What shall we do without our land? land grabs and resistance in rural Cambodia

Abstract: "Political dynamics of the global land grab are exemplified in Cambodia, where at least 27 forced evictions took place in 2009, affecting 23,000 people. Evictions of the rural poor are legitimized by the assumption that non-private land is idle, marginal, or degraded and available for capitalist exploitation. This paper: (1) questions the assumption that land is idle; (2) explores whether land grabs can be regulated through a ‘code of conduct’; and (3) examines peasant resistance to land grabs. Overall, the Cambodian case studies confirm that land grabs are not benefiting the rural poor, but they challenge the process of dispossession. Although ‘everyday forms of peasant politics’ are prevalent, more organized and structured forms of political contention by rural poor communities and their NGO allies are slowly emerging." Presented at the International Conference on Global Land Grabbing, 6-8 April 2011.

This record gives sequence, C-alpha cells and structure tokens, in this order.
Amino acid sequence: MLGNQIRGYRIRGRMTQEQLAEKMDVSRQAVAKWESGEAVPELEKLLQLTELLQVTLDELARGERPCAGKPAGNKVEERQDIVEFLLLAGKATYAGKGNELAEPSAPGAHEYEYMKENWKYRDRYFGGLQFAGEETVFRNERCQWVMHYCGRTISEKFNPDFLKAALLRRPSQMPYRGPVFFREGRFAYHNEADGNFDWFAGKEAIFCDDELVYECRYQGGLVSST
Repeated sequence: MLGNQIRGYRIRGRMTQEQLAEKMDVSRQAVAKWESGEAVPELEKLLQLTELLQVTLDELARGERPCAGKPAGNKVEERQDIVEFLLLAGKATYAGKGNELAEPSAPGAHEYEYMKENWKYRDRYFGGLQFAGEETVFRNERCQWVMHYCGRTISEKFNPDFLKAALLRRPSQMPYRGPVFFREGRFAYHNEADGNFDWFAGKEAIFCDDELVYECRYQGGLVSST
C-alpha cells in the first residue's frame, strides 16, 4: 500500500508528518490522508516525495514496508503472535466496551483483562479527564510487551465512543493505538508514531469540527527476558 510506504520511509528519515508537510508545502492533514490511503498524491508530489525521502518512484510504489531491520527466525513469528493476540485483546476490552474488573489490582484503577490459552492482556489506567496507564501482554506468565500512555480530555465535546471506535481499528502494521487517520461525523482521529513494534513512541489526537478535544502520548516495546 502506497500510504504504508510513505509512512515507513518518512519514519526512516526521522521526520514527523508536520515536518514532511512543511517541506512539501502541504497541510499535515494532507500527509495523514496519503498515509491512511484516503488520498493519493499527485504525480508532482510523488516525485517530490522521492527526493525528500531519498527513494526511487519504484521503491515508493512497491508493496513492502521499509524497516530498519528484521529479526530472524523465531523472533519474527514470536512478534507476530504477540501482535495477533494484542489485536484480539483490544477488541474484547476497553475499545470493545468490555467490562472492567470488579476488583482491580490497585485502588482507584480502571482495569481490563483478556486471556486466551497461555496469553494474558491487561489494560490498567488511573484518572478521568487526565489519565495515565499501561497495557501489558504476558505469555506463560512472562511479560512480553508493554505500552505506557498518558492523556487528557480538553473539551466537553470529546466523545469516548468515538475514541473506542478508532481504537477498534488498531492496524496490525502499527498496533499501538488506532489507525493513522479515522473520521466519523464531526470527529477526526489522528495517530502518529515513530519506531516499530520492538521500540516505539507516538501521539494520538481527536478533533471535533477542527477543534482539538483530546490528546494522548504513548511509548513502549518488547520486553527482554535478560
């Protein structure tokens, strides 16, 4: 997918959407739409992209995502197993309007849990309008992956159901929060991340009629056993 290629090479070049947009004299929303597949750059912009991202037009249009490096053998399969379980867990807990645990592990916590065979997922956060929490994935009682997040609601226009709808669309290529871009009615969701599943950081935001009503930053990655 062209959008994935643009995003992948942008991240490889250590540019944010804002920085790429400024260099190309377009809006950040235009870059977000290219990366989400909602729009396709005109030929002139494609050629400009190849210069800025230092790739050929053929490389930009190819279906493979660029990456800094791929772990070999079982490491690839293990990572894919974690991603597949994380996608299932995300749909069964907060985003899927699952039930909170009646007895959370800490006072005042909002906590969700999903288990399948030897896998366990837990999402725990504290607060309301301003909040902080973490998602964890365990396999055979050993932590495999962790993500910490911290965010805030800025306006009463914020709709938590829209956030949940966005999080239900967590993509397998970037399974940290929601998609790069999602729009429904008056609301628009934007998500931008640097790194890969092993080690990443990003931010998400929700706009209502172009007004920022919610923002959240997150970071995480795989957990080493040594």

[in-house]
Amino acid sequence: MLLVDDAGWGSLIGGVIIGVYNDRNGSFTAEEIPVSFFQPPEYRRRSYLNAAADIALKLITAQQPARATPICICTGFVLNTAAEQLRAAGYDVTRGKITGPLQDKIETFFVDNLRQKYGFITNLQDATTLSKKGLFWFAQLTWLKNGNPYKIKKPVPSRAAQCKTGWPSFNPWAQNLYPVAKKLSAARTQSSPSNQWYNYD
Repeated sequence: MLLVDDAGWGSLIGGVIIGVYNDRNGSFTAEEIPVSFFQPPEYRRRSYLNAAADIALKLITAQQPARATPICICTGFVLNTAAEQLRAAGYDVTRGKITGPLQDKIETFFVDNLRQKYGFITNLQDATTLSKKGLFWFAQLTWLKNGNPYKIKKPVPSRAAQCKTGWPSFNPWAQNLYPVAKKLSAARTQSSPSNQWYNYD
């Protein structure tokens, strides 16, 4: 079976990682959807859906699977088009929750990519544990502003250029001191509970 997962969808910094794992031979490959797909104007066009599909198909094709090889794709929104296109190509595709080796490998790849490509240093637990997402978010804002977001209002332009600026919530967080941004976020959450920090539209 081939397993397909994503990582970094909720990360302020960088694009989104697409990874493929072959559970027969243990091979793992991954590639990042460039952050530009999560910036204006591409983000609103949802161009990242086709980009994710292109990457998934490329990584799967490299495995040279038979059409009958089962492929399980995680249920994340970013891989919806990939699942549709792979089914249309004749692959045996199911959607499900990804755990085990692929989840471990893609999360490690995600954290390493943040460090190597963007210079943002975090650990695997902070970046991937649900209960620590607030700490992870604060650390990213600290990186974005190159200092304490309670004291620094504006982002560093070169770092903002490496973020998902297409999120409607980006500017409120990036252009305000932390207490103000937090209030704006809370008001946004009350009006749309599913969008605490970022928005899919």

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Additional Info

Field Value
Document type Conference/workshop proceedings and presentations
Language of document
  • English
Topics
  • Economic land concessions and plantations
  • Economic social and cultural rights
  • Land
  • Land and housing rights and evictions
  • Land classifications
Geographic area (spatial range)
  • Cambodia
Copyright Unclear copyright
Version / Edition 1.0
License unspecified
Author (individual) Schneider, Alison Elizabeth
Publication date 2011
Pagination 36 p
General note

Paper presented at International Conference on Landgrabbing,Brighton,University of Sussex,April 2011.

Date uploaded June 14, 2015, 21:18 (UTC)
Date modified June 17, 2016, 11:26 (UTC)